Climbing the native plant ladder


Many native plant enthusiasts were avid gardeners before getting on the environmental bandwagon. Converting a garden can take time unless you are one of the few that rips everything out and starts at ground zero. It is fair to say that gardeners get quite emotional about their plants. If you are doing it one step at a time, then consider using the native plant ladder provided below to guide you through an objective decision process. Making your garden more environmentally friendly involves replacing plants lower down the ladder with those that are higher up the ladder. If you are unfamiliar with the terms, please read about cultivars and hybrids in a wildlife garden.

Experienced gardeners and botanists will recognise that some of the terms are not mutually exclusive and that there is still some subjectivity involved. Still, the ladder combines the importance of genetic diversity, origins and wildlife value.

A desirability index of plants in a native plant garden

Where to start; code red.

Putting in some plants at the top of the ladder is helpful, but removing the plants at the bottom of the ladder is the best environmentally friendly decision that you can make as a gardener. Invasive species by definition are deleterious to the environment. They do far more damage than native plants do good because of their ability to spread uncontrollably.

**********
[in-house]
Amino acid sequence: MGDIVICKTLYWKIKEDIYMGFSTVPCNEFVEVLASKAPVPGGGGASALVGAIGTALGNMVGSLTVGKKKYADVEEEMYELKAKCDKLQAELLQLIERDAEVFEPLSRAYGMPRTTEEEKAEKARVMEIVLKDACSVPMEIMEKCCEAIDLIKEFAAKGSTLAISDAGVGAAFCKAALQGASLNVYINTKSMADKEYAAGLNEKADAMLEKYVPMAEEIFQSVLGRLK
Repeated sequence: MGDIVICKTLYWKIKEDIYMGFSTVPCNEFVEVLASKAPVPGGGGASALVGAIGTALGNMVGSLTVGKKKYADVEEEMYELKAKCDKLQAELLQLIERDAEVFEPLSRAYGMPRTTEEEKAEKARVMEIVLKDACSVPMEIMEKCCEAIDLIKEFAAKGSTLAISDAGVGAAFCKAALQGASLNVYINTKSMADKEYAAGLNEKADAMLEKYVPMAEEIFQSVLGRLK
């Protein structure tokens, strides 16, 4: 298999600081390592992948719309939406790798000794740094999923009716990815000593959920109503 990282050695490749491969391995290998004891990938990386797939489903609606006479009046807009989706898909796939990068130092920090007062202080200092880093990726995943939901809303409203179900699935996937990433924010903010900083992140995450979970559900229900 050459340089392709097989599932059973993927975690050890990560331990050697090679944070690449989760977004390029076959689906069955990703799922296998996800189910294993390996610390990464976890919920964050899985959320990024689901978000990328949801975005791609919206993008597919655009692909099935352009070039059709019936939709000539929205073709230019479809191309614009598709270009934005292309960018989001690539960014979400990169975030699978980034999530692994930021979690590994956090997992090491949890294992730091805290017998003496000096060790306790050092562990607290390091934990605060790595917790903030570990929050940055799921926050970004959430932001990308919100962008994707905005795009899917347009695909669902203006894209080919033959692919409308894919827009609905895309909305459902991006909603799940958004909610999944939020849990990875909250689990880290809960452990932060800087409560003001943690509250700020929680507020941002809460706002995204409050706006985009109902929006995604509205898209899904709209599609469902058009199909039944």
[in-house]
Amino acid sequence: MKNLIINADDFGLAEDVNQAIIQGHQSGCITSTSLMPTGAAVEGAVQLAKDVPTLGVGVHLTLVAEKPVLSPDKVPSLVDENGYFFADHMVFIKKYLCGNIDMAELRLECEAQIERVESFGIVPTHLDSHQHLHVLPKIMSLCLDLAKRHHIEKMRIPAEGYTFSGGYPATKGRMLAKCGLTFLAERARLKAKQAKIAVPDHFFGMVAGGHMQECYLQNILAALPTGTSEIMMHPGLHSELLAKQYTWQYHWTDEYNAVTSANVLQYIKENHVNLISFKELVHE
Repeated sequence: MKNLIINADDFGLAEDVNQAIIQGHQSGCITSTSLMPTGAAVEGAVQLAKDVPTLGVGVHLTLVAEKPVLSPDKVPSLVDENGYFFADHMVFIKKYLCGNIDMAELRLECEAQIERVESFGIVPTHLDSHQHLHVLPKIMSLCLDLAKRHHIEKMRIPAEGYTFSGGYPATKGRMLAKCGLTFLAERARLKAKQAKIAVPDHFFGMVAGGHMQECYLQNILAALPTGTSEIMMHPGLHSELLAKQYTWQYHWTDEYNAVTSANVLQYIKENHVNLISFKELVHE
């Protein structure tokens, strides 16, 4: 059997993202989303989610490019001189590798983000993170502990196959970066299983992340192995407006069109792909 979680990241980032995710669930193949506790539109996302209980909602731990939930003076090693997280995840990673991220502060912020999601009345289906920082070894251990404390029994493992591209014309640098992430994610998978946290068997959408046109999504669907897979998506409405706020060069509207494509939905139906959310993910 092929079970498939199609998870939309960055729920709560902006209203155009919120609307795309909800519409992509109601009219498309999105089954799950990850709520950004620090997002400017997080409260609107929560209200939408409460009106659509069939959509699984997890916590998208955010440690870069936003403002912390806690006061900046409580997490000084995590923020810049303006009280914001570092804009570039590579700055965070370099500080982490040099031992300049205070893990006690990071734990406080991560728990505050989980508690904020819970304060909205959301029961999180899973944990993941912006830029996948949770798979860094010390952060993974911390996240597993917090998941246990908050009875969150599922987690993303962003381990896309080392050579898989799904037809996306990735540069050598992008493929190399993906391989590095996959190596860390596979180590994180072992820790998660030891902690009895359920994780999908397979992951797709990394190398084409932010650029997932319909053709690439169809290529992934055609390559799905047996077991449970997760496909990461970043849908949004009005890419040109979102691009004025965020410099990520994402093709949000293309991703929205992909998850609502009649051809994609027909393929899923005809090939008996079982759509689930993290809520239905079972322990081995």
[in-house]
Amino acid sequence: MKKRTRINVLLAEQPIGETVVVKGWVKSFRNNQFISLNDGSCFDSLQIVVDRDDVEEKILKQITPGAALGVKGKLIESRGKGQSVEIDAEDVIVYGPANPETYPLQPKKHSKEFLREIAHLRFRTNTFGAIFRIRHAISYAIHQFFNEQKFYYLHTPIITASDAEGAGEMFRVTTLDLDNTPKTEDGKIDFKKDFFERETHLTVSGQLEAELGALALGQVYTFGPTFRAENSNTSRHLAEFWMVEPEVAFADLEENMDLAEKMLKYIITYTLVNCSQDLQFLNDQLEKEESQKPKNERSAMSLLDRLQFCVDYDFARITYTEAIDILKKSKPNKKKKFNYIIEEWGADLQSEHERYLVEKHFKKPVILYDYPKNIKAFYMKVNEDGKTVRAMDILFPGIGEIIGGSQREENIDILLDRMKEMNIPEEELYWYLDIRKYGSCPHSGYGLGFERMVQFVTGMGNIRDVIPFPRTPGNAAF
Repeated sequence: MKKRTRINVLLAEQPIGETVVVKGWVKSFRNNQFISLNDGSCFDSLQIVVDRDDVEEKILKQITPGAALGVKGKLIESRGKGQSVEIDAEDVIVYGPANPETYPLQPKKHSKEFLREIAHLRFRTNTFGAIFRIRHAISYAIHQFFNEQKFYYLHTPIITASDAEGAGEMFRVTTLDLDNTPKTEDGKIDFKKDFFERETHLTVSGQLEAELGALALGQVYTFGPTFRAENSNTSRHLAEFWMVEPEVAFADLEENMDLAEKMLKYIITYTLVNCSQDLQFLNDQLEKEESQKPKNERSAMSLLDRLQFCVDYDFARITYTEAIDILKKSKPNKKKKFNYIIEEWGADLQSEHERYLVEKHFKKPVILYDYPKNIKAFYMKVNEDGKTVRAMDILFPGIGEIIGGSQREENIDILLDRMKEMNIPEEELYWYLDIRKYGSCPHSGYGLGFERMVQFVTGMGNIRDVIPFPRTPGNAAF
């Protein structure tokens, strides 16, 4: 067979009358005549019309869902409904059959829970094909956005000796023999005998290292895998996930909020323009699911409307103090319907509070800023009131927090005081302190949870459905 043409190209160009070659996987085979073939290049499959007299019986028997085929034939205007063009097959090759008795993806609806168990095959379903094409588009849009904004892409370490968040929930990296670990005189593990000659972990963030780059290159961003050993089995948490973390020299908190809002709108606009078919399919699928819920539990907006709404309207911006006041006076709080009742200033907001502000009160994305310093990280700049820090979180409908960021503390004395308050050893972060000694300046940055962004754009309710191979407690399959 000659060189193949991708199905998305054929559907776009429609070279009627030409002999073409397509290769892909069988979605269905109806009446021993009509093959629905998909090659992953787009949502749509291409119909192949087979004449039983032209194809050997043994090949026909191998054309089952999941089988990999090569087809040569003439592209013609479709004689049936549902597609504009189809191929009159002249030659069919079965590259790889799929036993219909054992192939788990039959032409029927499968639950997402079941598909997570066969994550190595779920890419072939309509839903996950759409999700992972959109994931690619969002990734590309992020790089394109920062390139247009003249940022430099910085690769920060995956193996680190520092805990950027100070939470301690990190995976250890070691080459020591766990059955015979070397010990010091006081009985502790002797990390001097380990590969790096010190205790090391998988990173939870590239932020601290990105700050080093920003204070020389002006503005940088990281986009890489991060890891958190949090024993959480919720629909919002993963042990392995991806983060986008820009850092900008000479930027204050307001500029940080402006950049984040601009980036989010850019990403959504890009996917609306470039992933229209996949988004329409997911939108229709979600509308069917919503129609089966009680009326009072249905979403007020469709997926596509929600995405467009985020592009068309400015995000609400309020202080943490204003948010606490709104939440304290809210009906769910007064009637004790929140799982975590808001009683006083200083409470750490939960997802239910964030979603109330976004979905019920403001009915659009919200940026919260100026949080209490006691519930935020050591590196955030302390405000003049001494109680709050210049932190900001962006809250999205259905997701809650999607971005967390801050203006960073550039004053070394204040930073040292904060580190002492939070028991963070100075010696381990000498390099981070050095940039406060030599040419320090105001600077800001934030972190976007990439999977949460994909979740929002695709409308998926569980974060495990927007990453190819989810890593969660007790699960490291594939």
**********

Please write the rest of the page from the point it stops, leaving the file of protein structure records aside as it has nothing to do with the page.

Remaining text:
How do you know if you have an invasive species? It is easy to grow, hard to kill and it spreads easily. Some gardeners love this kind of plant because they can fill in a patch of land with little effort. Getting rid of invasive plants at the beginning will save you a headache later on because it can be difficult to weed invasives out without damaging your desirable plants at the same time.

If you can buy your new plants from a native plant nursery, then you can mostly ignore the rest of the ladder because these growers do not usually clone or hybridise plants. Growing plants from seed can sometimes be quite difficult and growers may prefer to use cloning techniques with some species. If you have to buy plants from a regular nursery, then use the ladder to increase the wildlife value of your garden.

The gold standard is to use native plants grown from seeds collected from large wild populations where the plants are open pollinated so that genetic diversity is guaranteed. It is also considered preferable that the seeds have been collected locally as well. These plants with have a strong ecological function and form many relationships with insects and birds. And remember, our native plants are just as beautiful as plants from other parts of the world.